21 September 2012 Characterizing persistence in the IR detector within the Wide Field Camera 3 instrument on the Hubble Space Telescope
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Abstract
Like essentially all IR arrays, the IR detector in the Wide Field Camera 3 (WFC3) instrument on-board Hubble Space Telescope (HST) exhibits afterimages, known as persistence, following exposures to light levels that approach or exceed saturation of individual pixels of the detector. The nature of the persistence in the HgCdTe WFC3/IR detector is distinctly non-linear in that the amount of persistence is not simply proportional to the exposure level. Instead, the amount of persistence is small until the exposure reaches about half saturation at which point it rises fairly rapidly until the exposure reaches about twice saturation and then it increases gradually with increasing saturation. The persistence shows typical power law decay with time over the periods of time that are relevant to HST observations. Given the frequent usage of the WFC3/IR detector on HST, it is not possible to completely avoid the effects of persistence in observations obtained with HST by introducing time gaps between IR observations. Therefore, we have developed a parameterized persistence model that we are using to estimate the amount of persistence in all WRC3/IR images. These estimates are available for all existing WFC3/IR images through the Mikulski Archive at STScI (MAST) to help HST users remove persistence from their images. Here we discuss the characterization of persistence in the WFC3 detector in orbit, the fraction of observations that are affected by persistence, and the effectiveness of the tools we have developed to reduce the effects of persistence in WFC3 images.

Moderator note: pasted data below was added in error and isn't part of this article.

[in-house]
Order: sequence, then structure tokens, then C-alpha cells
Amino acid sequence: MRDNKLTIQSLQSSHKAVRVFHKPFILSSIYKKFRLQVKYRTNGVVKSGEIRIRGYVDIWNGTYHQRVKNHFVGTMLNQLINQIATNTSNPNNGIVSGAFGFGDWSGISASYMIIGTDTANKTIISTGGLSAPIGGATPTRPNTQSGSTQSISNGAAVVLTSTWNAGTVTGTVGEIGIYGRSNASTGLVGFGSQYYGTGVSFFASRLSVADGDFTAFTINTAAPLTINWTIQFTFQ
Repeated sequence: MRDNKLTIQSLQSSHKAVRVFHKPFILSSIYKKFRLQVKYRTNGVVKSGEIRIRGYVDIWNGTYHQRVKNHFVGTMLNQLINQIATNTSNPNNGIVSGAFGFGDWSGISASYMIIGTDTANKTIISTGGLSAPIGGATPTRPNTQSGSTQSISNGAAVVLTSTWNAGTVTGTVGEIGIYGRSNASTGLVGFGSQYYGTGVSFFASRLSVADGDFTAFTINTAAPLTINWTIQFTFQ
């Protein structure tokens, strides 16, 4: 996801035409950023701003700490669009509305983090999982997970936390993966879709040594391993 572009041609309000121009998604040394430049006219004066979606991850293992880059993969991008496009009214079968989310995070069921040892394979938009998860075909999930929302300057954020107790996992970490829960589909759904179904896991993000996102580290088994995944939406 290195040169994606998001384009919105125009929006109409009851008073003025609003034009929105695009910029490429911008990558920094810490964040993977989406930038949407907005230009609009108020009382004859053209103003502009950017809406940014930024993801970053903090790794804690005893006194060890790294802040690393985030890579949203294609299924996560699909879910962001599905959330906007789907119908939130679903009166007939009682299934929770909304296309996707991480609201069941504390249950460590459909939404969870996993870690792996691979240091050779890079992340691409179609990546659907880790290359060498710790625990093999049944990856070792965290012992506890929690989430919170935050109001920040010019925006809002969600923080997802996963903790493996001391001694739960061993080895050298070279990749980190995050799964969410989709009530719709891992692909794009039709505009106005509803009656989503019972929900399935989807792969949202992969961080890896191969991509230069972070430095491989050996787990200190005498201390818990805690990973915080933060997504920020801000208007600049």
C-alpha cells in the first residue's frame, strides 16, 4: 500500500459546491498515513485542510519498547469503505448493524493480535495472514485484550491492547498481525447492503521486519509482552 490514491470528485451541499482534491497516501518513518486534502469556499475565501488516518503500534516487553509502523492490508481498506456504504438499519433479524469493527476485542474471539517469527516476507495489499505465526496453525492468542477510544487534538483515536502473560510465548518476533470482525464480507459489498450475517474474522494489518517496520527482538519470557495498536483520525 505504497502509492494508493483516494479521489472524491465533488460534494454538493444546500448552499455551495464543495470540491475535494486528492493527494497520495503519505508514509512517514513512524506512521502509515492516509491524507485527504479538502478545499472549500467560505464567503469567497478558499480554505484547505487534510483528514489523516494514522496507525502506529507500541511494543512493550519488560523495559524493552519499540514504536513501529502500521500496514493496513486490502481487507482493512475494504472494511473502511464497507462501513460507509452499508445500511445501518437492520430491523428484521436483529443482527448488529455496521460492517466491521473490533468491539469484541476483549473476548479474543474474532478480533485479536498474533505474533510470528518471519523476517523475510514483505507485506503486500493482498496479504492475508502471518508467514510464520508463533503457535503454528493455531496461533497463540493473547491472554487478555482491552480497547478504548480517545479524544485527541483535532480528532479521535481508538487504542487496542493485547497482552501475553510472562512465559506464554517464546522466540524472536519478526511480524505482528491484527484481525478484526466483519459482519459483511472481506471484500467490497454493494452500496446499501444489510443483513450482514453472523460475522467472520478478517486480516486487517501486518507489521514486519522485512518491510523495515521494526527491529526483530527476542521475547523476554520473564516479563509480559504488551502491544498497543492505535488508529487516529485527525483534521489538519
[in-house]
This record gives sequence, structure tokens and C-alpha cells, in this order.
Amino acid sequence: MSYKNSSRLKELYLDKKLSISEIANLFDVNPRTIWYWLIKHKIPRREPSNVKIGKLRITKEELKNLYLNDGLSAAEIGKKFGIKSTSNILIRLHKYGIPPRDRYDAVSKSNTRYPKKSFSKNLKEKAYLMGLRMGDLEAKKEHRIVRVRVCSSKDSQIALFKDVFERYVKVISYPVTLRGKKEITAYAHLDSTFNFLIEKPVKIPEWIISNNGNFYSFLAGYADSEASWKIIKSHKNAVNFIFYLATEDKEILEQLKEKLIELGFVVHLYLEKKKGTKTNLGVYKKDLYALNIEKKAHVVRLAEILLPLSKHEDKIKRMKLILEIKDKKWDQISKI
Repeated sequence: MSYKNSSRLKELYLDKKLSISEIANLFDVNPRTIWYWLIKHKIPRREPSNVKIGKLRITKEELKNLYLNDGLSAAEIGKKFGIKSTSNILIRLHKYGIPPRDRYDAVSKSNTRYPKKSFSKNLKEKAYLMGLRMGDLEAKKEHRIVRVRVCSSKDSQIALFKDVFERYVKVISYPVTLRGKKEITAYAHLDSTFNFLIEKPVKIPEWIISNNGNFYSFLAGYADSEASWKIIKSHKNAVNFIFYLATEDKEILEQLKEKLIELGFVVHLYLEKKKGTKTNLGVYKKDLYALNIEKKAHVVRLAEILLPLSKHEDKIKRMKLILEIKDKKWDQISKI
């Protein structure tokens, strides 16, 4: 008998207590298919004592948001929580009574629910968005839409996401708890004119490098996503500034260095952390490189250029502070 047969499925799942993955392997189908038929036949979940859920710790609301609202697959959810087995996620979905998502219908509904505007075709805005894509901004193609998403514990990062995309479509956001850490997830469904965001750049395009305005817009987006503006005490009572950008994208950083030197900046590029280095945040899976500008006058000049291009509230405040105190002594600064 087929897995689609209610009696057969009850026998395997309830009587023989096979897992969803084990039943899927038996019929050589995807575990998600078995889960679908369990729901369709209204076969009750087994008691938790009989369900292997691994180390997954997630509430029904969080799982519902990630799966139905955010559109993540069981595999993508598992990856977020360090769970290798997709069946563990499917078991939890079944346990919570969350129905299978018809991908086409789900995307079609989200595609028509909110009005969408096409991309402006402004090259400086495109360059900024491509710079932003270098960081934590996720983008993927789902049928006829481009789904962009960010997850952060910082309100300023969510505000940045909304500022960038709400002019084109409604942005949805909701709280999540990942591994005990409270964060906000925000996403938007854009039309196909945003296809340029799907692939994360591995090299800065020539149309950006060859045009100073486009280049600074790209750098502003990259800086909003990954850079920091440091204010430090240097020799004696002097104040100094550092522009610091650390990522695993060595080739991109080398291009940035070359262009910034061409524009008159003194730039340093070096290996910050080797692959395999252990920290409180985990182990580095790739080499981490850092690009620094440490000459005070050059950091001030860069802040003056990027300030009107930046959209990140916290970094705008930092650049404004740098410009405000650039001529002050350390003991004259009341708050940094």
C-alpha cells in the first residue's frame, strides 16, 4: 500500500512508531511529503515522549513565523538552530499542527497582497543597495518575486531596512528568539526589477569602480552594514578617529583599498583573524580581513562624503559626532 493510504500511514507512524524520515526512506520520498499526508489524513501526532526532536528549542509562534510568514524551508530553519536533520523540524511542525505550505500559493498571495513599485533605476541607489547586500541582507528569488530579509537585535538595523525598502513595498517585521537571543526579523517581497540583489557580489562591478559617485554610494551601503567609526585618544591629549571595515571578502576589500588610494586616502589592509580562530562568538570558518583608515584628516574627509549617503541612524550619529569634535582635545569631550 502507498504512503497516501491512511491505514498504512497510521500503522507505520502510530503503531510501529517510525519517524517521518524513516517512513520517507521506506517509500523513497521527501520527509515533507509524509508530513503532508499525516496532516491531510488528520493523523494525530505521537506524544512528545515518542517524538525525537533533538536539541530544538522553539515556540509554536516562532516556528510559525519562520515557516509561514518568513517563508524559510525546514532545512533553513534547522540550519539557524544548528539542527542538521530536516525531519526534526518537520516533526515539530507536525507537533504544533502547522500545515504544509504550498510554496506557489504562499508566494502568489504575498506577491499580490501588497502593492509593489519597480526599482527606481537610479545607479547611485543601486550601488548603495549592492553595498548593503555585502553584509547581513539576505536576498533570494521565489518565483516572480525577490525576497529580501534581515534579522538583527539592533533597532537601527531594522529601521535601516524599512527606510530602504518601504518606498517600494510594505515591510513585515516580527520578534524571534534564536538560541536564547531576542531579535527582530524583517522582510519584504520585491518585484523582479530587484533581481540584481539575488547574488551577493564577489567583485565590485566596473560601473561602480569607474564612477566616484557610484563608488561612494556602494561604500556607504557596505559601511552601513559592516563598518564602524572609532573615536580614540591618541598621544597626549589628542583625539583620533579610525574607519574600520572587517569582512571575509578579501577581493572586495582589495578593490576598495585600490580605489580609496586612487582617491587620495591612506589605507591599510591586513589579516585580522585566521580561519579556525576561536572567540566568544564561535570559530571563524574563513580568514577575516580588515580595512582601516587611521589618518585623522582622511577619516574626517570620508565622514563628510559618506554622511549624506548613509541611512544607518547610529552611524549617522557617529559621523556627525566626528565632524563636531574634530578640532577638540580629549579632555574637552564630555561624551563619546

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Knox S. Long, Knox S. Long, Sylvia M. Baggett, Sylvia M. Baggett, John W. MacKenty, John W. MacKenty, Adam G. Riess, Adam G. Riess, } "Characterizing persistence in the IR detector within the Wide Field Camera 3 instrument on the Hubble Space Telescope", Proc. SPIE 8442, Space Telescopes and Instrumentation 2012: Optical, Infrared, and Millimeter Wave, 84421W (21 September 2012); doi: 10.1117/12.926778; https://doi.org/10.1117/12.926778
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